Saturday, December 22, 2012

Saturday roundup (12-22-12)

EU to give Spain, France more time to cut deficit-press (Reuters)

Chilling economic report strikes fear into CEOs [in the UK]: Over an early-morning coffee with the chief executive of a FTSE 100 business last week, talk turned to the outlook for 2013. Where I had expected some guarded optimism, instead I heard a chilling analysis. (The Telegraph)

The Upside of the Fiscal Cliff [in the US] by Charles Hugh Smith (Of Two Minds blog)

Number of the Week: Without Unemployment Extension, Millions to Lose Benefits (The Wall Street Journal blogs)

Delta Air Gets 22,000 Applications for 300 Attendant Jobs

[Meanwhile Ohio State University President] Gee Takes Jets as $1.9 Million Payday Roils Ohio Students (Bloomberg)

Unofficial Problem Bank list declines to 841 Institutions (Calculated Risk blog)

Engineered Fish Moves a Step Closer to Approval (The New York Times)

Download the True Food Shopper's Guide: How to Avoid Foods Made with Genetically Modified Organisms [GMOs] (The Center for Food Safety)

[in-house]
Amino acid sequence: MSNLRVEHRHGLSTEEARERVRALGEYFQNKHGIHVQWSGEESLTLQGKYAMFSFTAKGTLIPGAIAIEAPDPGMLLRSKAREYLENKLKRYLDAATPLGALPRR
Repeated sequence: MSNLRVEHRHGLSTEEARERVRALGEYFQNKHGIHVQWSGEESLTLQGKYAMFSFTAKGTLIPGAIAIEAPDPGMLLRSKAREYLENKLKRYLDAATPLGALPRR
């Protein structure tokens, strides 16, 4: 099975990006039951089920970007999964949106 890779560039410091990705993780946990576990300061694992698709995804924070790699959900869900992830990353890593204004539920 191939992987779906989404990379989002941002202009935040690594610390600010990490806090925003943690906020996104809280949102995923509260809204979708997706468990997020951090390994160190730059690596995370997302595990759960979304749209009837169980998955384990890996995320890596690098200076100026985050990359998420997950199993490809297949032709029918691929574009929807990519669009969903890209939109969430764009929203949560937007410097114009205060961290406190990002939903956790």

The aim of this blog is to show (mostly from reports in mainstream respected news sources) that there is reason to believe that both the United States and the global economies remain fragile in the wake of the financial crisis of 2008 and that a number of threats that exist today could, if they worsened, bring about economic depression -- not just a minor depression, but a depression worse than the Great Depression. This blog further attempts to show that the financial crisis of 2008 was largely a result of the devastating consequences of excessive risk taking and the absence of effective regulation of such behavior. Furthermore, this blog maintains that not only have the lessons that should have been learned from this experience not been learned, but that the risks to the economy, including the persistent building up of "too big to fail" institutions, have actually increased since the crisis began. Finally this blog also brings to light, from time to time, reports of a parallel threat to economic well-being developing in the energy industry, which suggest an energy shock may be coming much closer in time than is generally imagined.

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